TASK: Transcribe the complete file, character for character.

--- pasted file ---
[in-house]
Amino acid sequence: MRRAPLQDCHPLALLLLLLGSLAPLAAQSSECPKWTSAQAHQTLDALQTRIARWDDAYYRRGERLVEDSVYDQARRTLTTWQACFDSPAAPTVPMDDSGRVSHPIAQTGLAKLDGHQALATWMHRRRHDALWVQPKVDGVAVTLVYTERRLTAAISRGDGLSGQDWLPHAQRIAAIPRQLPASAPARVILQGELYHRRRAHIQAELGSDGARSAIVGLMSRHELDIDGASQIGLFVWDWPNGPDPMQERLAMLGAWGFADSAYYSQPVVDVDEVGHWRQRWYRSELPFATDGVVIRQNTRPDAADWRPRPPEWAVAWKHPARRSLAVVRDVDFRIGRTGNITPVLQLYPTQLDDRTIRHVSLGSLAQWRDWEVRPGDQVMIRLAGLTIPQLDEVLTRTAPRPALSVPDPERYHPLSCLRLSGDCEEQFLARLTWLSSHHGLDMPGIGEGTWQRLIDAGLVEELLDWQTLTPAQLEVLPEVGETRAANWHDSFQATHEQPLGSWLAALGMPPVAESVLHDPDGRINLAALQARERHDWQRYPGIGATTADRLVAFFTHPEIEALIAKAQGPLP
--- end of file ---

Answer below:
[in-house]
Amino acid sequence: MRRAPLQDCHPLALLLLLLGSLAPLAAQSSECPKWTSAQAHQTLDALQTRIARWDDAYYRRGERLVEDSVYDQARRTLTTWQACFDSPAAPTVPMDDSGRVSHPIAQTGLAKLDGHQALATWMHRRRHDALWVQPKVDGVAVTLVYTERRLTAAISRGDGLSGQDWLPHAQRIAAIPRQLPASAPARVILQGELYHRRRAHIQAELGSDGARSAIVGLMSRHELDIDGASQIGLFVWDWPNGPDPMQERLAMLGAWGFADSAYYSQPVVDVDEVGHWRQRWYRSELPFATDGVVIRQNTRPDAADWRPRPPEWAVAWKHPARRSLAVVRDVDFRIGRTGNITPVLQLYPTQLDDRTIRHVSLGSLAQWRDWEVRPGDQVMIRLAGLTIPQLDEVLTRTAPRPALSVPDPERYHPLSCLRLSGDCEEQFLARLTWLSSHHGLDMPGIGEGTWQRLIDAGLVEELLDWQTLTPAQLEVLPEVGETRAANWHDSFQATHEQPLGSWLAALGMPPVAESVLHDPDGRINLAALQARERHDWQRYPGIGATTADRLVAFFTHPEIEALIAKAQGPLP